void WaitForAsLow(void);           // sensor-off waiting function
void WaitForAsHigh(void);          // sensor-on waiting function
void SetVt(void);                  // trigger setting function
void ClearVt(void);                // trigger clearing function
void SetReady(void);               // indicator setting function
void ClearReady(void);             // indicator clearing function

int  main(void) {
    // Setup
    // activate grader and set system clock to 80 MHz
    TExaS_Init(SW_PIN_PF40, LED_PIN_PF31, ScopeOn);
    PortFInit();       // port F initalization
    EnableInterrupts(); // enable interrupts for the grader

    // Loop
    while (1) {
        SetReady();      // ready signal goes high
        WaitForAsHigh(); // wait for switch to be pressed
        ClearReady();    // ready signal goes low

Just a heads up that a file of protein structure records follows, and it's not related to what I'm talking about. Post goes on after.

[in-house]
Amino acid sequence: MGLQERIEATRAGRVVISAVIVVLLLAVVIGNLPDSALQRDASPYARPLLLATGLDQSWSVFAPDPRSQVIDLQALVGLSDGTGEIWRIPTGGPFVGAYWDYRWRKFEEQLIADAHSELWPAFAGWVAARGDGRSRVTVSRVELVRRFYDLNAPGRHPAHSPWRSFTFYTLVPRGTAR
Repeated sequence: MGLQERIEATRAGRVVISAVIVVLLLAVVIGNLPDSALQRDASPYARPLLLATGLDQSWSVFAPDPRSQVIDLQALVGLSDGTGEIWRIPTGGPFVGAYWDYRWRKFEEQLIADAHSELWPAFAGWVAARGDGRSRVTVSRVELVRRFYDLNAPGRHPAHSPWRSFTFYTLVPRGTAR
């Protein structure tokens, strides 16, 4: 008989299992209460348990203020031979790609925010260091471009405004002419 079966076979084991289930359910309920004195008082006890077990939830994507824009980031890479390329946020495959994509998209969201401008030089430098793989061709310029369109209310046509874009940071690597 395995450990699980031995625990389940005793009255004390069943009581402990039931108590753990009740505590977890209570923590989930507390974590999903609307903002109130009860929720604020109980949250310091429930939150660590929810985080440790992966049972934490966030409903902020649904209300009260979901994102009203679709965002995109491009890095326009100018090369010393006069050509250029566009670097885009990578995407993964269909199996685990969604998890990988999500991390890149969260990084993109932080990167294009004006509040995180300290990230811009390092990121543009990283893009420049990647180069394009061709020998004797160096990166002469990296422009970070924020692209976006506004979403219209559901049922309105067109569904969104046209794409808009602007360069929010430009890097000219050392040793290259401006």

Delay1ms(10);    // wait 10ms
        WaitForAsLow();  // wait for switch to be released
        Delay1ms(250);   // wait 250ms
        SetVt();         // trigger signal goes high
        Delay1ms(250);   // wait 250ms
        ClearVt();       // trigger signal goes low
    }
}

/**
 * Initializes port F pins for input and output
 */
void PortFInit(void) {
    volatile unsigned long delay;

    SYSCTL_RCGC2_R    |= 0x00000020;     // 1) F clock
    delay              = SYSCTL_RCGC2_R; // delay to allow clock to stabilize
    GPIO_PORTF_LOCK_R  = 0x4C4F434B;     // 2) unlock Port F
    GPIO_PORTF_CR_R   |= 0x1A;           // allow changes to PF4, PF3, PF1
    GPIO_PORTF_AMSEL_R = 0x00;           // 3) disable analog function
    GPIO_PORTF_PCTL_R  = 0x00;           // 4) GPIO clear bit PCTL